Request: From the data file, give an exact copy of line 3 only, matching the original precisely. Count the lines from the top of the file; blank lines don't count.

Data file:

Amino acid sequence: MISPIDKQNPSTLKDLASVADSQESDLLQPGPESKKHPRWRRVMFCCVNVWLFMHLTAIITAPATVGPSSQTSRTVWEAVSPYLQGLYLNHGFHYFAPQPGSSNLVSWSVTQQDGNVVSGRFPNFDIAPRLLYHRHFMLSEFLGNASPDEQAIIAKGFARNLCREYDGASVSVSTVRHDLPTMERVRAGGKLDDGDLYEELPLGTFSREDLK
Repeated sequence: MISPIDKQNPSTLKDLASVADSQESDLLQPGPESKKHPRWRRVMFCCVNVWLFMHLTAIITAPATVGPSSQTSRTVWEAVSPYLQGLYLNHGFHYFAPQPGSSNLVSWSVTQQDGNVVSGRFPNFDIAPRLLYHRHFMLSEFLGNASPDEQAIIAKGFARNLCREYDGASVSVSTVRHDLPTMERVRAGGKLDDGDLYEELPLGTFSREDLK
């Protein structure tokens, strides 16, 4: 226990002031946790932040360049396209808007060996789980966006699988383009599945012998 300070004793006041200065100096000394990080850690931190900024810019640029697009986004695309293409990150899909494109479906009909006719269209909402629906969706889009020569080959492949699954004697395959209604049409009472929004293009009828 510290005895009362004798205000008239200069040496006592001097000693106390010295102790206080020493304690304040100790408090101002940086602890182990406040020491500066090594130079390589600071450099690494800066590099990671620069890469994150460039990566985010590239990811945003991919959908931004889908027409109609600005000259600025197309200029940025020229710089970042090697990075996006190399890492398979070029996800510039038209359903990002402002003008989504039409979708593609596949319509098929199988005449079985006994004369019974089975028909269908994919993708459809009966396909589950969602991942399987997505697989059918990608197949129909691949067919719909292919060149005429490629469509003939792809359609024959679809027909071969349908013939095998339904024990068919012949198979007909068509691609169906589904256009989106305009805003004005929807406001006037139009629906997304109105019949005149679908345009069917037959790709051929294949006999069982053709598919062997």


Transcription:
């Protein structure tokens, strides 16, 4: 226990002031946790932040360049396209808007060996789980966006699988383009599945012998 300070004793006041200065100096000394990080850690931190900024810019640029697009986004695309293409990150899909494109479906009909006719269209909402629906969706889009020569080959492949699954004697395959209604049409009472929004293009009828 510290005895009362004798205000008239200069040496006592001097000693106390010295102790206080020493304690304040100790408090101002940086602890182990406040020491500066090594130079390589600071450099690494800066590099990671620069890469994150460039990566985010590239990811945003991919959908931004889908027409109609600005000259600025197309200029940025020229710089970042090697990075996006190399890492398979070029996800510039038209359903990002402002003008989504039409979708593609596949319509098929199988005449079985006994004369019974089975028909269908994919993708459809009966396909589950969602991942399987997505697989059918990608197949129909691949067919719909292919060149005429490629469509003939792809359609024959679809027909071969349908013939095998339904024990068919012949198979007909068509691609169906589904256009989106305009805003004005929807406001006037139009629906997304109105019949005149679908345009069917037959790709051929294949006999069982053709598919062997």